Since our waffle maker or Wafelijzer arrived a few days ago, my head has been singing “Waffleliser*, Waffleliser, ooooh you’re a Waffleliser” in an almost constant loop (to the tune of Britney Spear’s Womanizer in case you didn’t instantly recognise that sequence). Yes, it’s been a conflicted few days…great excitement about having waffles on today and great pain at not being able to get that damn tune out of my head.
*I’m stubbornly sticking to the UK version of “s” rather than the US “z” in spelling “Waffleliser”, it feels too wrong to go down the dark “z” path.
And even better the “Will it Waffle?” book that I ordered arrived on Saturday in time for our waffle adventures. Wooh hooh!
Some of the book’s reviewers have commented that “should it waffle?” is probably more appropriate than “will it waffle?” in the case of a number of the recipes. Yes, the book has some recipes that require a level of trust that the food turn out better than (or at least as good as) regular versions, and that potential cleaning required post-wafflelising is worth the effort. Examples include waffled burgers (including a recipe to make the waffled brioche buns from scratch), chicken parmesan and waffled filet mignon!
But some of the suggestions, like Waffled Hash Browns, seem more obviously suited to wafflelising. And so I thought I’d start with the potato waffles. One of the reasons is that while I like idea of potato waffles I really don’t like the commercially made ones, I find hash browns too greasy. And it’s been a while since I’ve made a rösti.
I loved these potato waffles! Tom said they were like a delicious cross between a crisp and a muffin. They were crispy and salty on the outside with a wonderful steamy interior. The big downside about these waffled hash browns is that they require a waffle maker and we only have one! They take about 15 minutes ish to cook. What you see in the picture is what we shared. That amount is woefully inadequate for two people. It was about two medium-sized potatoes worth.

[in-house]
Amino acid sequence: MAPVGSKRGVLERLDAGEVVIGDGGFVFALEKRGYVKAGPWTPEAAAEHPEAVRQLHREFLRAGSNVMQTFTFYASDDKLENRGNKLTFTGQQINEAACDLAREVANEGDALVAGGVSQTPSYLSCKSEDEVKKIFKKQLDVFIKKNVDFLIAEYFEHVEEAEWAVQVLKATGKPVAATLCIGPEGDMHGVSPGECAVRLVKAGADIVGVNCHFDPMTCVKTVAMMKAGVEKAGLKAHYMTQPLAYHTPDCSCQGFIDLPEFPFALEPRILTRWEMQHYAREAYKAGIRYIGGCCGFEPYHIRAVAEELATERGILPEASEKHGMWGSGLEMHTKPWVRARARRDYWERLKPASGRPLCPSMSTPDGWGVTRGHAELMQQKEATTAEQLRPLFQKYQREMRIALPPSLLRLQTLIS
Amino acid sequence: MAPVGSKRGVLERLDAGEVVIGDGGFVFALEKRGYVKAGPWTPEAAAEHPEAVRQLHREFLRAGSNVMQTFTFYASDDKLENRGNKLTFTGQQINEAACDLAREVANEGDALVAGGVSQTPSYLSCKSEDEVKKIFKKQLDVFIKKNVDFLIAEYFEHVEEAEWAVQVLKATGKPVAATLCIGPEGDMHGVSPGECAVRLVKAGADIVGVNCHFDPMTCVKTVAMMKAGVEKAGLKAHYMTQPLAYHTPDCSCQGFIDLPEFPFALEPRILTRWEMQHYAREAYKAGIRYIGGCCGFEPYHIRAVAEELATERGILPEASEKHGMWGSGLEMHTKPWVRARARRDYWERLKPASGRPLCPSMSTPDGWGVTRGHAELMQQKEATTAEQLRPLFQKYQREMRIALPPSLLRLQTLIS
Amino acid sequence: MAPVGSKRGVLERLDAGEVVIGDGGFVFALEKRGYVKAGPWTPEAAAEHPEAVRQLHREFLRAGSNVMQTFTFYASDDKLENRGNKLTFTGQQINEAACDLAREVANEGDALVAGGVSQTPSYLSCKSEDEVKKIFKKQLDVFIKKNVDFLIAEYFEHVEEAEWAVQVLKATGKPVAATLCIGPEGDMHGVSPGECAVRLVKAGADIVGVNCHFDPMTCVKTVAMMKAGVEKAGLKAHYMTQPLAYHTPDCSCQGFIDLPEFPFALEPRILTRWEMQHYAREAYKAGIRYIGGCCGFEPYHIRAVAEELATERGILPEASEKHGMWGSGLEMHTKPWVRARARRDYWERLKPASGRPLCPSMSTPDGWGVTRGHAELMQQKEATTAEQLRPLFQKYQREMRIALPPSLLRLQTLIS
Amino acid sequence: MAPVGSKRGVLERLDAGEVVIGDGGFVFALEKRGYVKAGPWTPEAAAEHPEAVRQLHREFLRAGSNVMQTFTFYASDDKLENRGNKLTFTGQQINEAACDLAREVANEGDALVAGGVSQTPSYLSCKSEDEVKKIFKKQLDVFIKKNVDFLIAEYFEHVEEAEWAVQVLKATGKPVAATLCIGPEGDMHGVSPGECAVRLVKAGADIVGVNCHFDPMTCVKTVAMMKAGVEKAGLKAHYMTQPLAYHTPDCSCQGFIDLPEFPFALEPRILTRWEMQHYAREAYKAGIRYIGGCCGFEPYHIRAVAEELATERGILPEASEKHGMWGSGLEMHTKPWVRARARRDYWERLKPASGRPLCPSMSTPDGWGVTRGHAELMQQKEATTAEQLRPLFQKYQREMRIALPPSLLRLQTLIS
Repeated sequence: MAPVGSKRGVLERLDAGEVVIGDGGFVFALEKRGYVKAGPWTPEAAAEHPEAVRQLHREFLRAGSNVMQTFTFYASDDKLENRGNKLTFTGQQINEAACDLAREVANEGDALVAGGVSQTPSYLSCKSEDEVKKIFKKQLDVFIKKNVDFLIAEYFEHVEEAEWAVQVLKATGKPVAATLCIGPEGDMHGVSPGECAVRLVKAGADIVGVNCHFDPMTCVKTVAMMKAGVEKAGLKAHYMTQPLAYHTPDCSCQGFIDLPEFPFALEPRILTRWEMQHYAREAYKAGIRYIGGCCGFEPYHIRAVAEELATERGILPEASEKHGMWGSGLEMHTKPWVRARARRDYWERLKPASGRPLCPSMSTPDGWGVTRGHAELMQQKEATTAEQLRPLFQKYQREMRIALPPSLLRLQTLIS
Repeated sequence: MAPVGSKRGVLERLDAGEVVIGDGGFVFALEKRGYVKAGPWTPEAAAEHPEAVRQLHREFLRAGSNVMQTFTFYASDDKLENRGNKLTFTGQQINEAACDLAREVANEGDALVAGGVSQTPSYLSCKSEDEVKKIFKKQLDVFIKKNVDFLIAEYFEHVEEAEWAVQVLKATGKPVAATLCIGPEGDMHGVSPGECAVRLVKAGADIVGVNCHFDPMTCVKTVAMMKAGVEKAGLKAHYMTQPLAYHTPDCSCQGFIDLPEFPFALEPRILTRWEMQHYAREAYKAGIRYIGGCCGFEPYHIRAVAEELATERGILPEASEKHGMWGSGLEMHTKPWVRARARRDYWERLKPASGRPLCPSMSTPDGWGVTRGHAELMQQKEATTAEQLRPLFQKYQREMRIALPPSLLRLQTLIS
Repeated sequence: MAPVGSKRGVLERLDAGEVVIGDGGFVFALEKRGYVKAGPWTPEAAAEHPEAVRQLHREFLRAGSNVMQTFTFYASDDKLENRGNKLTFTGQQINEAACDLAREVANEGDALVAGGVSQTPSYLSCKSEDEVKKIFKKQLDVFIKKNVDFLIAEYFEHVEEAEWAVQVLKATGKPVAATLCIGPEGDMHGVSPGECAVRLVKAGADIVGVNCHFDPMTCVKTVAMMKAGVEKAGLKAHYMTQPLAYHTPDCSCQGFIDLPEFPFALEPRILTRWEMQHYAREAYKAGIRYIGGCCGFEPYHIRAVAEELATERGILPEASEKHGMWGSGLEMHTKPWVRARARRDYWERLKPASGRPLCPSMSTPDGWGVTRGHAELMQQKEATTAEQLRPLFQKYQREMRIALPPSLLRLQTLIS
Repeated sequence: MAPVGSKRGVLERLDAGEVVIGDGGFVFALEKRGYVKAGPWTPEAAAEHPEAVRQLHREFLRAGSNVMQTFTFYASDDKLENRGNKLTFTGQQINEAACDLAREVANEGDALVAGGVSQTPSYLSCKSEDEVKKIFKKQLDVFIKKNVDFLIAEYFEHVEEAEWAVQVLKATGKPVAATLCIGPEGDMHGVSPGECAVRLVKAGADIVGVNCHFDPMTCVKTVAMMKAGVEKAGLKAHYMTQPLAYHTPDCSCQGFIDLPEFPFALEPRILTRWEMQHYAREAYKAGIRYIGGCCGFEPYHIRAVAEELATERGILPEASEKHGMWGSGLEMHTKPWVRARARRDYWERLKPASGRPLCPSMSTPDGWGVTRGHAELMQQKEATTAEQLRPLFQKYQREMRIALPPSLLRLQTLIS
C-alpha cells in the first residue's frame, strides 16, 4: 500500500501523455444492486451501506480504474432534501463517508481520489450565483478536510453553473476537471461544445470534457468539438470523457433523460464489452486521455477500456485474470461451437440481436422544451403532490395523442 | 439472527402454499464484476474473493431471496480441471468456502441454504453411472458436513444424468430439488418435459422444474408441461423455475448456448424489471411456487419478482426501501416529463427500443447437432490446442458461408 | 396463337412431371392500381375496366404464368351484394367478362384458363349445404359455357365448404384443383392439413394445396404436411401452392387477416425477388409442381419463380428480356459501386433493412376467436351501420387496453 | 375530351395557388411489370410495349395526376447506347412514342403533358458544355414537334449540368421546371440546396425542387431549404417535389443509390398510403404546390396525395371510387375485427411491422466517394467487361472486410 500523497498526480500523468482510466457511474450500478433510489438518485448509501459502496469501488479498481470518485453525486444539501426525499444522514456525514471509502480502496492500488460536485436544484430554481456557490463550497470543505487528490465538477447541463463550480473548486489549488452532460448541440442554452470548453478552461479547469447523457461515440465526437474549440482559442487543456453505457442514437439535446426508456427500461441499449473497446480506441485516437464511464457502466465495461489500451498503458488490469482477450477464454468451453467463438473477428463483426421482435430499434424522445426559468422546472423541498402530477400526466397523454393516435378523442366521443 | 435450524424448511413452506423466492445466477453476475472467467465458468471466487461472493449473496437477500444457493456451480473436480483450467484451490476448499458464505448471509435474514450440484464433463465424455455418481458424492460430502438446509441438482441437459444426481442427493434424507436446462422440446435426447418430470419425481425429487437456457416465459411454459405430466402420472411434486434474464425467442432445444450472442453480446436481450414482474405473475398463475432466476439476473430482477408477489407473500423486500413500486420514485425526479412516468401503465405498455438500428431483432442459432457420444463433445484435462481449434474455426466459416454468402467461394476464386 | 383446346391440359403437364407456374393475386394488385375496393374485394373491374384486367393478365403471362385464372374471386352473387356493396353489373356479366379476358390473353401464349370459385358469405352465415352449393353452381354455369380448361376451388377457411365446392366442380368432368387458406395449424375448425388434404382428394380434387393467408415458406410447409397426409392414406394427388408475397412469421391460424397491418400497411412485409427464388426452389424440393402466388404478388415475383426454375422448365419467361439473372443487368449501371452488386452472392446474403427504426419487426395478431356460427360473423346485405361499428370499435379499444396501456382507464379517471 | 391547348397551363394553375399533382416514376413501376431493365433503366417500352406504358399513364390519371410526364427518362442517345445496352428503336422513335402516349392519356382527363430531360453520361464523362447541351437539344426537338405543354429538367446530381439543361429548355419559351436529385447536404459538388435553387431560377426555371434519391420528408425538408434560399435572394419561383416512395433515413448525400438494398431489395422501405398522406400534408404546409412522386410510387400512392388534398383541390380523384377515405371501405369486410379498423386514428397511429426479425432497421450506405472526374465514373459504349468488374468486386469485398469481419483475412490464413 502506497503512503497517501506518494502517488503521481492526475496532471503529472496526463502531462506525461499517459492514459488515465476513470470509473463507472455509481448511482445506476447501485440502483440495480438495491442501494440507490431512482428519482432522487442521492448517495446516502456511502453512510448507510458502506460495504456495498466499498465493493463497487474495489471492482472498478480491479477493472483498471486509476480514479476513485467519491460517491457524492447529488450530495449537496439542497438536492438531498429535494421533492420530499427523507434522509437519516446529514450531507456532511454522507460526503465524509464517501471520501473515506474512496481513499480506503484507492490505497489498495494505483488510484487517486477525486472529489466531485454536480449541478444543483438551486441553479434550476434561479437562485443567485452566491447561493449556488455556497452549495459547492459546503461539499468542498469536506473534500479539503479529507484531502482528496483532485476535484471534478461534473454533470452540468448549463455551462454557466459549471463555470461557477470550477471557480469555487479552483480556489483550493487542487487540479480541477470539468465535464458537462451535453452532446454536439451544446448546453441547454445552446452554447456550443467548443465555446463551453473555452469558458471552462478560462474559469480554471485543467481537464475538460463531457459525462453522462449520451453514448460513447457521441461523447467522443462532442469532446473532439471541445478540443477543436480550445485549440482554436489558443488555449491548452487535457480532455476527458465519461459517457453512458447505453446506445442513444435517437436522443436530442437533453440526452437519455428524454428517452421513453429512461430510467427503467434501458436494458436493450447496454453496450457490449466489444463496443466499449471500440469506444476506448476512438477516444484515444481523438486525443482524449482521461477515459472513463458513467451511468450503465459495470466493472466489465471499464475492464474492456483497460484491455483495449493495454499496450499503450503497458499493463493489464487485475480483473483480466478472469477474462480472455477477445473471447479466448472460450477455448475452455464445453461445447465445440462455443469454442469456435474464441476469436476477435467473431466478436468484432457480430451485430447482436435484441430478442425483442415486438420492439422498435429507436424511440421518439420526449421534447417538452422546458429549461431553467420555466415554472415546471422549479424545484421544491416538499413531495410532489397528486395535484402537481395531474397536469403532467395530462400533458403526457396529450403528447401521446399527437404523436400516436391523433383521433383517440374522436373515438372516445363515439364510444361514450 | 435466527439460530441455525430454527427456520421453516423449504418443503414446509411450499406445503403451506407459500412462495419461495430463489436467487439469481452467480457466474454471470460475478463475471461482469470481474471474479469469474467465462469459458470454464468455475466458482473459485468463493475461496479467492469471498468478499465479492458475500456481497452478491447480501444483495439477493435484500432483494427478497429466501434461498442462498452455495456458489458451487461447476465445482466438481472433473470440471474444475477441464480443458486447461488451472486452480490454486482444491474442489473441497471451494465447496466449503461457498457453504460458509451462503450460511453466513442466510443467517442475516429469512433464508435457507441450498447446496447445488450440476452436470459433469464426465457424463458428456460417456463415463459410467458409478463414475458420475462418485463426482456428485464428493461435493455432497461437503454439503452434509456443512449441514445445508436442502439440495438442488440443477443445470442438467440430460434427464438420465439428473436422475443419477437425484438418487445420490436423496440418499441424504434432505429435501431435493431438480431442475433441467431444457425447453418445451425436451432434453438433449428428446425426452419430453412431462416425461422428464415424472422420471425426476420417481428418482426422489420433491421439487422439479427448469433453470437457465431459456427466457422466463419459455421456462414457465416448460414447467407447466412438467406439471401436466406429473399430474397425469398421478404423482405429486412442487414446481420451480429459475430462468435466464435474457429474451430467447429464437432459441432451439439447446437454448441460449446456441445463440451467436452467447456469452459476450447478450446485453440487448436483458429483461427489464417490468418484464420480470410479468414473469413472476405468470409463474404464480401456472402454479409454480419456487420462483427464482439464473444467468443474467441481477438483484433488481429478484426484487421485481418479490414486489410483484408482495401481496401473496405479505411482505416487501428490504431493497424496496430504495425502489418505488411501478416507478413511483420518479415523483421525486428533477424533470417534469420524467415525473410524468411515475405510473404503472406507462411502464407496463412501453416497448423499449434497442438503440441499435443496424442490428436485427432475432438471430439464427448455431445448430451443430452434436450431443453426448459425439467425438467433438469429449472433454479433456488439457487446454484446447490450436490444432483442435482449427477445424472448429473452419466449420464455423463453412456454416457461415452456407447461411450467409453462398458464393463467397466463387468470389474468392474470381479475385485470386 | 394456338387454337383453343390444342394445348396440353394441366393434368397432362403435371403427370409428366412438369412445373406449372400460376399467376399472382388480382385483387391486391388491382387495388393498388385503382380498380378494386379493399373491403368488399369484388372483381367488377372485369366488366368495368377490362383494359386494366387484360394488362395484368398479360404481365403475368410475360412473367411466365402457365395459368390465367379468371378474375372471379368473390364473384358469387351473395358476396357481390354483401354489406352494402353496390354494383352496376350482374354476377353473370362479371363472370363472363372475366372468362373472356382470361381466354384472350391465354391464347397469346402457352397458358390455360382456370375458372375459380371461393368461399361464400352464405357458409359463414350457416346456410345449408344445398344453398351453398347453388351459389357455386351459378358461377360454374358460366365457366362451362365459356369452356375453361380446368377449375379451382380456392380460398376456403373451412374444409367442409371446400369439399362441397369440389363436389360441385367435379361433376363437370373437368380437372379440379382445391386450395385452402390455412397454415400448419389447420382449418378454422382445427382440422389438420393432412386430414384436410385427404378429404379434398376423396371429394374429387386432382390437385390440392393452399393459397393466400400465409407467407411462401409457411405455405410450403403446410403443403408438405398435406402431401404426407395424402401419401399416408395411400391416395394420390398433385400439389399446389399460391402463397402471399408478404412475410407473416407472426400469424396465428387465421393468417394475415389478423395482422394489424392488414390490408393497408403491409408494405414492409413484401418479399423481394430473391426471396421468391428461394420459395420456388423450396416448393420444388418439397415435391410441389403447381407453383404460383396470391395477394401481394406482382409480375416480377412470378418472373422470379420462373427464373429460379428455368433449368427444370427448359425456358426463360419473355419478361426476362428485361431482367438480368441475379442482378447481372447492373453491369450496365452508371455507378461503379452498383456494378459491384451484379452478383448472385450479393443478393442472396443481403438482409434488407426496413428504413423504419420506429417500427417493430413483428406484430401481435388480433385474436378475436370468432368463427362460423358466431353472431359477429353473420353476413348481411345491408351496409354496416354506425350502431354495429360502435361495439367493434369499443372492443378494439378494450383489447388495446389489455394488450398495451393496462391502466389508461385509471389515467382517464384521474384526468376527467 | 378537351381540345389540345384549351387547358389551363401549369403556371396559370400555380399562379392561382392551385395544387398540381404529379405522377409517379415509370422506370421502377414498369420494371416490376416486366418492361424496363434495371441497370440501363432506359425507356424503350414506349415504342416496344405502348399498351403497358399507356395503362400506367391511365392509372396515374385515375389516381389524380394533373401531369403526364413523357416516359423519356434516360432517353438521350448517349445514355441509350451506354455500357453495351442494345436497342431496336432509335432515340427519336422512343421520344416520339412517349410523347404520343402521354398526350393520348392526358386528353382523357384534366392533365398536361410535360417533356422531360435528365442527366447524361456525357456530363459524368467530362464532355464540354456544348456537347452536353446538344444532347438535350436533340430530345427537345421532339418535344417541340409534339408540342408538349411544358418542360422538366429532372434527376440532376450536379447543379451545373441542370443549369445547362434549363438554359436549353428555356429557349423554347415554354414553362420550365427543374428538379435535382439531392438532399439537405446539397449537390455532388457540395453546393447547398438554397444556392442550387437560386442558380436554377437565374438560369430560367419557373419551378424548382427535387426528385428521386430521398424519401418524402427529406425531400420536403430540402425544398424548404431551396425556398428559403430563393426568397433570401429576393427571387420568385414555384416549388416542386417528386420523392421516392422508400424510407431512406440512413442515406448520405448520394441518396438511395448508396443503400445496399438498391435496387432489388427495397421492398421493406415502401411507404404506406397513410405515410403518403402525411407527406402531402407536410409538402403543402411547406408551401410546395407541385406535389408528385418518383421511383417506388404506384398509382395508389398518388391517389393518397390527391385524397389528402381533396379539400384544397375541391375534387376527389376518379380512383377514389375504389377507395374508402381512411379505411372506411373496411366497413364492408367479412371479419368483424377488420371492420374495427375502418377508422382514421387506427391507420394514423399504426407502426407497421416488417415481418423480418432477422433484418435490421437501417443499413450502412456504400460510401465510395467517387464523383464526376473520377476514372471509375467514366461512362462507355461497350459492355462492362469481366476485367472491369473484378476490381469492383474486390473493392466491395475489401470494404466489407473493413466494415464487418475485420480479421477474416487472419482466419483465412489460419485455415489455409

We also tried yeast waffles and buttermilk waffles for breakfast. Here are the Yeast-risen Overnight Waffles (these were the author’s preferred waffles). They were the very first waffles I made so I didn’t know how much of the mix to add. Not enough as it turned out:
We liked the buttermilk ones more, which is fortunate as they didn’t involve getting the batter started the night before.
Here’s a picture of the Buttermilk Cornmeal Waffles. Sorry it’s not a great photo.
In general I really enjoyed the book. The author is funny and quite ridiculous but he is serious about writing clear instructions. A great combination for a cookbook.
And making the waffled hash browns has reminded me to make a video discussing “how dry is dry?” when recipes ask you to squeeze the water out of grated potato when making potato rösti. Coming very soon to a YouTube near you…
All in all, this has been a marvellously wafflelicious Sunday!